Day 2 of HIBF 2019- Socio-Economic and Cultural Relationship between Egypt and the Somali Region, Academic Writing, Archival Research and Mary Harper’s Book Launch- Everything You Have Told Me Is True: The Many Faces of Al-Shabaab.
Fatuma Abdishukri Ahmed- 22 Jul 2019
Day two of the book fair was packed with insightful sessions. The first session was a panel discussion on the socio-economic and cultural relationship between Egypt and the Somali region. Ahmed Ibrahim Awale, one of the discussants presented a brief history on the trade expeditions arranged by Queen Hatsheput and King Sahure to Punt. He also presented on the political history of the two countries; how Khedive Ismail annexed the lands of Zeila and Berbera. During this occupation, the king introduced the tax system to the locals. The tax collected was used to finance the construction of infrastructures and facilities for the local community. The occupation also introduced a sort of indirect governance though Akils (tribal chiefs). This mode of governance is still practiced in Somaliland.
Panel on the socio-economic and cultural connections between Egypt and the Somali region.
During the course of the day, Mary Harper renowned BBC Africa editor launched her book ‘Everything You Have Told Me Is True: The Many Faces of Al-Shabaab.’ Mary Harper revealed her motivation to write this book was to give a voice to the people who have suffered at the merciless hands of Al Shabaab. In her book she notes that one way of resisting Al-Shabaab is by presenting people with alternative ways of thinking and giving them space to express themselves freely. She cites the book fair as an example of a safe space for young people.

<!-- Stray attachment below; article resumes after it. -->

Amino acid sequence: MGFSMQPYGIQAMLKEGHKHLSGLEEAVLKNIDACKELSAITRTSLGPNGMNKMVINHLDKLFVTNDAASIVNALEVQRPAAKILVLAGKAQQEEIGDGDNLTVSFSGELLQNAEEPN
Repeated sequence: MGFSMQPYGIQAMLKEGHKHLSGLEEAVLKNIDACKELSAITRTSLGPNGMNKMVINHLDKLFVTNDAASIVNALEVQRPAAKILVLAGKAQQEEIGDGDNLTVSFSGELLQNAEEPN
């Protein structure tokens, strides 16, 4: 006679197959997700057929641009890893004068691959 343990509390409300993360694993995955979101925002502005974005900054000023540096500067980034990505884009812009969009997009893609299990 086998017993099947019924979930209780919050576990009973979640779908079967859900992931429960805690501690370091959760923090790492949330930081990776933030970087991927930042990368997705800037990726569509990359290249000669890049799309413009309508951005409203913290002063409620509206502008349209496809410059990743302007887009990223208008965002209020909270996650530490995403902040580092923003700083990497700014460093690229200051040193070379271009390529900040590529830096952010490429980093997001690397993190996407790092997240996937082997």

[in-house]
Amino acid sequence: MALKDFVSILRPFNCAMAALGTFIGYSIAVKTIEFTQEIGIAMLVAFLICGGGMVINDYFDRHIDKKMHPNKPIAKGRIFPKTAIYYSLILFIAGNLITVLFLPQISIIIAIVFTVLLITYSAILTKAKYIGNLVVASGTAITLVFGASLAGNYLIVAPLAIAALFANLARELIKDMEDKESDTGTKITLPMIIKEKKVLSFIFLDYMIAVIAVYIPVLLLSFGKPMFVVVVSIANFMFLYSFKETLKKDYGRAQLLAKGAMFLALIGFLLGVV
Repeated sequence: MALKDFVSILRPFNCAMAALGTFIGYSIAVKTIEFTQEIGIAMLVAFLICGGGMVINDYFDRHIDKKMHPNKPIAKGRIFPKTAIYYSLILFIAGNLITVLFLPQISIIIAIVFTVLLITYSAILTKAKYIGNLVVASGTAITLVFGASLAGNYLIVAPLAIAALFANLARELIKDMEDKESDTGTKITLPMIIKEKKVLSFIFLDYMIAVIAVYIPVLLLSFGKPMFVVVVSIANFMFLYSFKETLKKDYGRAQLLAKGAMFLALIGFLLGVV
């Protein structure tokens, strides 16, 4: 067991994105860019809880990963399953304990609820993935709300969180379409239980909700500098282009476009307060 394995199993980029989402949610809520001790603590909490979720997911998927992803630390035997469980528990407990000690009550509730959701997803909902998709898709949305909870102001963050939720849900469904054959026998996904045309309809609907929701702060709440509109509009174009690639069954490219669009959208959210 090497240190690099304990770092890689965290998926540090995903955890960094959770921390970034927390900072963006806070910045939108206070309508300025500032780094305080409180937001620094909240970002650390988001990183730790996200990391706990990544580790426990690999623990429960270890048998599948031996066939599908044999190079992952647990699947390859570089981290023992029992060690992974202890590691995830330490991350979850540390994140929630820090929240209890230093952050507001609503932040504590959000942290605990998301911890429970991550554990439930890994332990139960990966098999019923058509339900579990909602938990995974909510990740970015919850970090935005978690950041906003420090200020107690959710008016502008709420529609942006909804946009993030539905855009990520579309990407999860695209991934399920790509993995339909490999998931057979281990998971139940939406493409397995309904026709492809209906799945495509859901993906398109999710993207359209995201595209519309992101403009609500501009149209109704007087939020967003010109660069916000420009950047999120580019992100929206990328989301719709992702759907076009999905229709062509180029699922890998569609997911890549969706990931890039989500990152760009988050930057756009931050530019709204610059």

Mary Harper launching her book, ‘Everything You Have Told Me Is True: The Many Faces of Al-Shabaab.’
The panel discussion on academic writing was a powerful tool gifted to young academic scholars in the audience. The panellists provided the following tips when writing academic papers:
- Write in plain language – academic writing should be simple and straightforward.
- The first page should focus on what the academic paper is about and not the background information.
- Arguments presented should be clear to the reader. All arguments used should be backed by evidence.
- Always think about how to make your work appealing to a wider audience.
- Academic work should not be suspenseful. All arguments should be at the beginning and upfront.
- In order to eliminate the pressure of the daunting peer review system, young scholars should ease into academic writing by reviewing essays and books.
Panel on Academic Writing
When discussing her book, ‘Writing Spatiality in West Africa: Colonial Legacies in the Anglophones/Francophone Novel,’ Madhu Krishnan talked about the challenges she faced when doing archival research. Some of the challenges she expressed include: getting funding to travel, difficulty in understanding some of the documents found in the archives and the process being time consuming since some archives lack catalogues. Despite these challenges Madhu Krishnan recognized the importance of looking at primary documents when conducting research.
After a long but informative day, participants visited Hido-Dhawr where they enjoyed Qaraami music.
Qaraami Music at Hido-Dhawr